As PM’s we manage risk by spending  time identifying, analyzing, planning response/mitigation plans, tracking,  controlling and communicating about project risks.  We even look at Secondary and Residual risks.

Post mortems or lesson learned activities after a project often lament risks that occur, the negative impacts they’ve had….but many seem to forget that  POSITIVE  risks need to be reviewed as well—and sometimes they need to be celebrated, not just treated as “expected” results because they were positive.

How do you recognize positive risks?

Project Risk

You know–Murphy’s Law and the chance of certain occurrences’ adversely affecting the project [phrase memorized by numerous PM training certification classes]. Everyone identifies these in the planning of their project, right? Well, they should.

However, all too often some never revisit their risks and end up with horribly derailed projects. Risks are not look once, log and move on things. They live and change with your project and need to be re-evaluated to ensure that the contingency plans that were made are still relevant and provide the necessary contingency.

One of the most critical times is during change activities. In the blur of the hurry to integrate the change, don’t forget to re-access the risk and the contingency plan(s).

 

 

 

Are you Remote Team/worker adaptable?

Are you comfortable with remote workers and teams? If not you had better get there quick, because if you aren’t you are already way behind the curve. Some managers are continuing to sit in the industrial paradigm. They are breeding quiet contempt, which will not stay quiet long.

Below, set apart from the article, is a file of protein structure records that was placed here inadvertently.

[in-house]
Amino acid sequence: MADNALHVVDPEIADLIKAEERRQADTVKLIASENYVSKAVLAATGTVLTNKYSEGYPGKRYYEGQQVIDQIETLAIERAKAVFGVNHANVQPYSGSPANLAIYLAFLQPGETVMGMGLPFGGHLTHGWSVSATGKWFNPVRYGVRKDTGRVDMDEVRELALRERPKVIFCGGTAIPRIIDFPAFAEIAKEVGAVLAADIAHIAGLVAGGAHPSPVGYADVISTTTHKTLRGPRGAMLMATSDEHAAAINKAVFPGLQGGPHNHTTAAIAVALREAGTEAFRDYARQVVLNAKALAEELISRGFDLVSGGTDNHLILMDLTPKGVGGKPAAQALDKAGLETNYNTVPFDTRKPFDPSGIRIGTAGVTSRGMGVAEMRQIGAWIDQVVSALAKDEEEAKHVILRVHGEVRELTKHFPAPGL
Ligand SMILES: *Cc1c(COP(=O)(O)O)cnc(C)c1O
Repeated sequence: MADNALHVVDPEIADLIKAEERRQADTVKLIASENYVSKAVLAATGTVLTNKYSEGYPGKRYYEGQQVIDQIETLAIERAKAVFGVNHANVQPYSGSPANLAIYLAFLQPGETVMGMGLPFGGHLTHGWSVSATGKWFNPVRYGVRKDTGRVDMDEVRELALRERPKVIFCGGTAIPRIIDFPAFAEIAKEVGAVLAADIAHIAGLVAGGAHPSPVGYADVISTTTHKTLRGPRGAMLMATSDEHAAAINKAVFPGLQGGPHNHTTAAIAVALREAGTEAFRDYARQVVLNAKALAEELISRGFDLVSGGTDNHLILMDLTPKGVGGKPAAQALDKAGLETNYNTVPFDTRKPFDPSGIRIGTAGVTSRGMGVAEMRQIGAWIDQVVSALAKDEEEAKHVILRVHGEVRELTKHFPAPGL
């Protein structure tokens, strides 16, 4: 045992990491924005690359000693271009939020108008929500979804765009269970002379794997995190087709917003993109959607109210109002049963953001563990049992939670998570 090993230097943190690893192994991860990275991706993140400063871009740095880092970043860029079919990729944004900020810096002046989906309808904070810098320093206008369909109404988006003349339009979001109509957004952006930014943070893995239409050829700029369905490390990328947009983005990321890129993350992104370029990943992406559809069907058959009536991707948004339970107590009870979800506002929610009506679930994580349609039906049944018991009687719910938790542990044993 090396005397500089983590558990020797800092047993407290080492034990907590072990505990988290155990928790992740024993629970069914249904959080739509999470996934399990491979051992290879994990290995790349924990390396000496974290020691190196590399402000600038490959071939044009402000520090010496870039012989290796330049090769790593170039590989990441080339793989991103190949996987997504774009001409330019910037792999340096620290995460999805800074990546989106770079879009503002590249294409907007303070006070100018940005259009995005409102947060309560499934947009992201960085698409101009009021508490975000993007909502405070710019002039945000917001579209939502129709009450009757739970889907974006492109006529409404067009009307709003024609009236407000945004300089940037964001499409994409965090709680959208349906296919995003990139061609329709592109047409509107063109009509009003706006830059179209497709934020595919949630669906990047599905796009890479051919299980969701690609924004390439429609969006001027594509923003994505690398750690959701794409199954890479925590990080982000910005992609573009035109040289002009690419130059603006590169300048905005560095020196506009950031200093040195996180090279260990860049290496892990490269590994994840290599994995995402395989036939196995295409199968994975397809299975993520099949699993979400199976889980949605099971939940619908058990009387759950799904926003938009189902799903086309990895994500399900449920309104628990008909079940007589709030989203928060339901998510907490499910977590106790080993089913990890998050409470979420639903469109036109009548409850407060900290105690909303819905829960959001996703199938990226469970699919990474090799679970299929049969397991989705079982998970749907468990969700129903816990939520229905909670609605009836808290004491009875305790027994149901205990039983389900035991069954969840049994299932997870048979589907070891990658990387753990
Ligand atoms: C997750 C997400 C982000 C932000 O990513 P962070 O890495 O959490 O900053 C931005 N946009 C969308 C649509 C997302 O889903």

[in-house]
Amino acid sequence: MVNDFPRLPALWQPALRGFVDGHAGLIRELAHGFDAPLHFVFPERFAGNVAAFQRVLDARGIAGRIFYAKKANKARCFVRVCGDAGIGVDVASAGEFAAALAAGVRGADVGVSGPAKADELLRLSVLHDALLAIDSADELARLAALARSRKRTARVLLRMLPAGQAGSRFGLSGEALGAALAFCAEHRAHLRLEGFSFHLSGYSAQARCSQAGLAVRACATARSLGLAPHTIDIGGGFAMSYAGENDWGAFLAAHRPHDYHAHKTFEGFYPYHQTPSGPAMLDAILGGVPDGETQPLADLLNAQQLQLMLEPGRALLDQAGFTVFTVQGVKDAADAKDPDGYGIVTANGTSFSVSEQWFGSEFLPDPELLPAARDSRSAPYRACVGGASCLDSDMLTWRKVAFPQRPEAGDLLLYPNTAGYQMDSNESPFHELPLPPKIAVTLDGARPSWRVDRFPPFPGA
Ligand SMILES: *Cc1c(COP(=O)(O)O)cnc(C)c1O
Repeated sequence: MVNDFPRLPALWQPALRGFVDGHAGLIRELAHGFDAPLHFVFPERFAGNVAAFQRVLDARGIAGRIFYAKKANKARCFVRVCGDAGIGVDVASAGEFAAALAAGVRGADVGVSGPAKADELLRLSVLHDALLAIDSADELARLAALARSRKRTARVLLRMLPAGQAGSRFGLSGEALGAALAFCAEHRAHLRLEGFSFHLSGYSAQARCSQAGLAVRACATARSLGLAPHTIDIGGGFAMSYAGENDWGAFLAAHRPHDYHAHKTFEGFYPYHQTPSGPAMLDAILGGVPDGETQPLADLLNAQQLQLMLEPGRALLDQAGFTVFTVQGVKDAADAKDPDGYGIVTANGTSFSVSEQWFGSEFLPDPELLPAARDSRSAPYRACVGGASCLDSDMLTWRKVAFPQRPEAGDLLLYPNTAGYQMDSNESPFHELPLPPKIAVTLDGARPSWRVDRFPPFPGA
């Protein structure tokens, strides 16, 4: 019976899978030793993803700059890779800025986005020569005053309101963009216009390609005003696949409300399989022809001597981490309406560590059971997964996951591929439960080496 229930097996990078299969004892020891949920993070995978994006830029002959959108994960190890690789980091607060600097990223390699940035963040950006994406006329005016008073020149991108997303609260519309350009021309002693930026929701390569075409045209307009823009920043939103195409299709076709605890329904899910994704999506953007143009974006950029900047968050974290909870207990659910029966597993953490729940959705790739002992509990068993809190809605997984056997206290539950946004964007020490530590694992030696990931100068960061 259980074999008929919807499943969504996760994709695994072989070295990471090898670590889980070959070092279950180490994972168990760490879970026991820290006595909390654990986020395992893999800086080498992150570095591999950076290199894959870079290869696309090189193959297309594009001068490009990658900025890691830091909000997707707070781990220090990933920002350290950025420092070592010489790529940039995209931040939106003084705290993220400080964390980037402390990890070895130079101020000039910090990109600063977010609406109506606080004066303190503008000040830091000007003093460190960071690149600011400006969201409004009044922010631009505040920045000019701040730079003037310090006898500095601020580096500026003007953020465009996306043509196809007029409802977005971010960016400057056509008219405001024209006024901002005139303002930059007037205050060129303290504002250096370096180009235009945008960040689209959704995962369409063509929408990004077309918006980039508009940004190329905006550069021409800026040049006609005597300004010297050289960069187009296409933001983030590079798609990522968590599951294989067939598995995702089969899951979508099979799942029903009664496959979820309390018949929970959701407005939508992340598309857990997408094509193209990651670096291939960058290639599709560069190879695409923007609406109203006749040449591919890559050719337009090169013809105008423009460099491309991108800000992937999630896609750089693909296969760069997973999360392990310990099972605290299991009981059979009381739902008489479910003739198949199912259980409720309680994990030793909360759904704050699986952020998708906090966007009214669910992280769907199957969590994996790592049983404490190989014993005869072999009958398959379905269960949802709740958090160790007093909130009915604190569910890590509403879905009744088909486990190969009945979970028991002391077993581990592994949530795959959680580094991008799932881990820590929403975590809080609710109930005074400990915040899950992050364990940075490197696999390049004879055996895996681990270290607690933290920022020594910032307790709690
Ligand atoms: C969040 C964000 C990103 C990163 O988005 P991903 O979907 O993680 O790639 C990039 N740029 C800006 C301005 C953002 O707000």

Remote workers and Result Only Work Environments are gaining momentum, as they should be. There are no set schedules. People work when they want, how they want and from where they want. The only goal is to get the work done in the most productive manner. These types of team have shown time over time to produce better results faster. Johnny and Sue don’t care who’s in the office when. Remote meetings make meetings not have to be face to face; and for widely-like opposite sides of the world-impossible. For most people, M-F, 8-5 behind a desk is NOT the most productive environment.

It has also been shown in MANY studies that people who are working toward a goal they don’t believe in, with no control over the manner, are highly likely to become mediocre. This is a management = Epic Fail scenario; failure to lead by embracing a paradigm shift. Mediocrity is expensive. It quashed morale, creativity and trust. All major success needs for good projects and businesses.

Butts in seats, 9-5, M-F are not necessary for most jobs. In fact there are VERY few that require this. Get over it. Adapt. Or get left behind.

3 Questions…

Have you asked each of your project team members these 3 questions?

  1. What is your understanding of the project objectives?
  2. What role do you play in delivering project results?
  3. Is there anything in your way of accomplishing the results and what can I do to help?

If not, why?

Even if you think there is no room for misinterpretation of your project plans, instructions, timelines, risk evaluation, etc; are you willing to bet your project on it? Or is it worth just a bit more time, not just at the beginning of the project, but regular intervals to ensure it?

Sometimes you will be pleasantly surprised with everyone on the same page. Sometimes the opposite is true. But it is much easier to reset the bar before 100 hour is down the tube and re-work is needed. I prefer to spend the bit of extra time…and you?

I really detest RED status items in my project report outs, period.